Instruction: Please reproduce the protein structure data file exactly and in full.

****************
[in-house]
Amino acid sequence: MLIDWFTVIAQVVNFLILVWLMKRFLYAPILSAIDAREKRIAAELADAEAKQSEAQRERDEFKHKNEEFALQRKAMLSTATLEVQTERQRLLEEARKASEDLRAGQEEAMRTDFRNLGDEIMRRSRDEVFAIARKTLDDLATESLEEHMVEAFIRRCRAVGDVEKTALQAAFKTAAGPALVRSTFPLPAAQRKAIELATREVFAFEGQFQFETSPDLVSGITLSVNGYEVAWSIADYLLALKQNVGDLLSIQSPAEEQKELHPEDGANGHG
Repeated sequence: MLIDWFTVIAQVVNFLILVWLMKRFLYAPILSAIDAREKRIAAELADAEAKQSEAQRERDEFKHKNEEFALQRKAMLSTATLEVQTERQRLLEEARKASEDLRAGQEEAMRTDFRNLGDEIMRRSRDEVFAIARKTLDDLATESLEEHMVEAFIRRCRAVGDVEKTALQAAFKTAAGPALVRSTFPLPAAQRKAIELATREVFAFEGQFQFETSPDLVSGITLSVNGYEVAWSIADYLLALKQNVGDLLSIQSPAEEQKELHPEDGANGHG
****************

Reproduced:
[in-house]
Amino acid sequence: MLIDWFTVIAQVVNFLILVWLMKRFLYAPILSAIDAREKRIAAELADAEAKQSEAQRERDEFKHKNEEFALQRKAMLSTATLEVQTERQRLLEEARKASEDLRAGQEEAMRTDFRNLGDEIMRRSRDEVFAIARKTLDDLATESLEEHMVEAFIRRCRAVGDVEKTALQAAFKTAAGPALVRSTFPLPAAQRKAIELATREVFAFEGQFQFETSPDLVSGITLSVNGYEVAWSIADYLLALKQNVGDLLSIQSPAEEQKELHPEDGANGHG
Repeated sequence: MLIDWFTVIAQVVNFLILVWLMKRFLYAPILSAIDAREKRIAAELADAEAKQSEAQRERDEFKHKNEEFALQRKAMLSTATLEVQTERQRLLEEARKASEDLRAGQEEAMRTDFRNLGDEIMRRSRDEVFAIARKTLDDLATESLEEHMVEAFIRRCRAVGDVEKTALQAAFKTAAGPALVRSTFPLPAAQRKAIELATREVFAFEGQFQFETSPDLVSGITLSVNGYEVAWSIADYLLALKQNVGDLLSIQSPAEEQKELHPEDGANGHG